Canada geese (Branta Canadensis) are a highly social species who are abundant throughout urban and suburban regions of the United States. Many people are thrilled by their fascinating social interactions and ardent devotion between parents and goslings. Particularly because of their presence in urban environments, many feel that interacting with geese helps them to reconnect with the amazing diversity of a life in a rapidly vanishing world of nature.
Yet Canada geese are currently under a massive attack by the U.S. Department of Agriculture’s program of roundup and gassing geese, which has killed tens of thousands of geese and threatens to kill many thousands more. Geese have been vilified and unfairly blamed for causing a range of problems from water fouling due to droppings and posing a danger to air plane travel.
IDA fervently believes any problems arising from geese can be handled peacefully and without causing harm. Join us in opposing USDA’s annihilation program and demanding a harmonious co-existence between humans and Canada geese.
Canada geese include a range of sub-species native to North America, all of whom suffered near extinction in the early 20th century. Hunting and habitat loss were the main causes of their decline and eventually led to the enactment of the Migratory Bird Treaty Act (MBTA) of 1918. The MBTA substantially regulated hunting of Canada geese and sought to preserve critical habitat.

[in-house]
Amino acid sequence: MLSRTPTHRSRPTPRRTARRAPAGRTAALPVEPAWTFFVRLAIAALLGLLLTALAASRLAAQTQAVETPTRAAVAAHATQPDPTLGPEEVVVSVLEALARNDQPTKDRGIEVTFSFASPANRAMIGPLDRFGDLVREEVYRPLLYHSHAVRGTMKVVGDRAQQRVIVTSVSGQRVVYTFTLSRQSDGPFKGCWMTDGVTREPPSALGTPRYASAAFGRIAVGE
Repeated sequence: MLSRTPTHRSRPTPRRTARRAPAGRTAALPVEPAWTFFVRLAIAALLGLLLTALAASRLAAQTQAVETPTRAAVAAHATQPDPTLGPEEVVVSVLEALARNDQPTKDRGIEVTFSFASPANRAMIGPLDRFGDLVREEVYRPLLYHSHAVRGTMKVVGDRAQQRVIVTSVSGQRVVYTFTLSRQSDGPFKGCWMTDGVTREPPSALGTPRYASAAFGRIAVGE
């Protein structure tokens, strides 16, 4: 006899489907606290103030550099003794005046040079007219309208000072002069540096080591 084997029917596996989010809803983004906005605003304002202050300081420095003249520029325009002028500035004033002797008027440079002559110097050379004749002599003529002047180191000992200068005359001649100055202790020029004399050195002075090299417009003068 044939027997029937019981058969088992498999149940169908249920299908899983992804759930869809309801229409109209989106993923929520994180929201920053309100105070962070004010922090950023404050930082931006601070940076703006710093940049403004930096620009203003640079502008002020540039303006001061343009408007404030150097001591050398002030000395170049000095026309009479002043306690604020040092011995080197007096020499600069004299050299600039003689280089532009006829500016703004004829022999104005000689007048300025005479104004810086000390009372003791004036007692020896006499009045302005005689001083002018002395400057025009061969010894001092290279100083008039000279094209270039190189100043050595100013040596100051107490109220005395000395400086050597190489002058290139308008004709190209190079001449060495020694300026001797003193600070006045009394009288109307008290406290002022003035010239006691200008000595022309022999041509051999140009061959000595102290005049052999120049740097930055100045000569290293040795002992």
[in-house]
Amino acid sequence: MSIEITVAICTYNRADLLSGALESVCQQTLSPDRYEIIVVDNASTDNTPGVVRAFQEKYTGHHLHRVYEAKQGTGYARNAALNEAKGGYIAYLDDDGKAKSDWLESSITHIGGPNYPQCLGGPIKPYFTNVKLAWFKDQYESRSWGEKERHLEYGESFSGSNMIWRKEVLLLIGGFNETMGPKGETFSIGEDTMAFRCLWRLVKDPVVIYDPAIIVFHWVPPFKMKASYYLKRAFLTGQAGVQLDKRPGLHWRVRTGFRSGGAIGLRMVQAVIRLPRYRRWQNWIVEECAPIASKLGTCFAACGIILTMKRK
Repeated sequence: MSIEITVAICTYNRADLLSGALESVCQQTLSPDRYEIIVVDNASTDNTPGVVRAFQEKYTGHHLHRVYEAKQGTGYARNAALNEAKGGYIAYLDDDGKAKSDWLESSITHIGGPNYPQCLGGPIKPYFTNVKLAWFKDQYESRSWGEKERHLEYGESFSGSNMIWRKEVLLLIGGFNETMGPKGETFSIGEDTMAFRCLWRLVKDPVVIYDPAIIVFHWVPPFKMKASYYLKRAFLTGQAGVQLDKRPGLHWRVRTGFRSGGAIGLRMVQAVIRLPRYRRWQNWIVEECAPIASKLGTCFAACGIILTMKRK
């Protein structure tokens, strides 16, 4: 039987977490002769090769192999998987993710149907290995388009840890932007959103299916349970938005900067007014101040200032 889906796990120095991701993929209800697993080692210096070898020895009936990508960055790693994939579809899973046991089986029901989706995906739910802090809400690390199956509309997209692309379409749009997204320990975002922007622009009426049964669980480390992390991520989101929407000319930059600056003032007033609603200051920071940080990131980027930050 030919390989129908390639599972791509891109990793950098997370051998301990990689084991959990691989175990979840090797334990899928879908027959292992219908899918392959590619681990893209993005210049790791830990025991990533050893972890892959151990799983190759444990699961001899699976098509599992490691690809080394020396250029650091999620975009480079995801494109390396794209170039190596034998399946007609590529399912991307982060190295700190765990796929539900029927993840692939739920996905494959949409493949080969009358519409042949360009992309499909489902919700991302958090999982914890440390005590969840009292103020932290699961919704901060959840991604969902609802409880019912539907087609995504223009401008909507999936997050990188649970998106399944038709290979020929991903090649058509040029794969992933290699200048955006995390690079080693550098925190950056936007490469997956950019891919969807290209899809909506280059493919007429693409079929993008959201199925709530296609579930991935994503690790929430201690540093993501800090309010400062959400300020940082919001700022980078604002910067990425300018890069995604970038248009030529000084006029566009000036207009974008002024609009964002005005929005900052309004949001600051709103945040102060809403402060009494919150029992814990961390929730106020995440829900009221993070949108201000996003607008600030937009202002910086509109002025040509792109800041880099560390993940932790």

With federal protections in place, Canada geese were afforded the opportunity to recover, making geese an appealing target to hunters. To cater to hunting interests, many state-run wildlife agencies actively bred and released resident Canada geese to increase the stock of available birds to kill. Experts believe that overly plentiful resident flocks of Canada geese today are attributed to the stocking efforts by these agencies in the past.
Resident Canada geese find ideal habitats in which to thrive in urban and suburban environments. City parks, recreational areas, and golf courses offer large expanses of grass for foraging and ponds for swimming. The absence of natural predators in these human-made environments also contributes to the success of resident populations. Canada geese are classified as migratory and resident (non-migratory) species. Those classified as migratory nest exclusively in Canada and winter in the United States, while resident Canada geese nest and reside in the United States.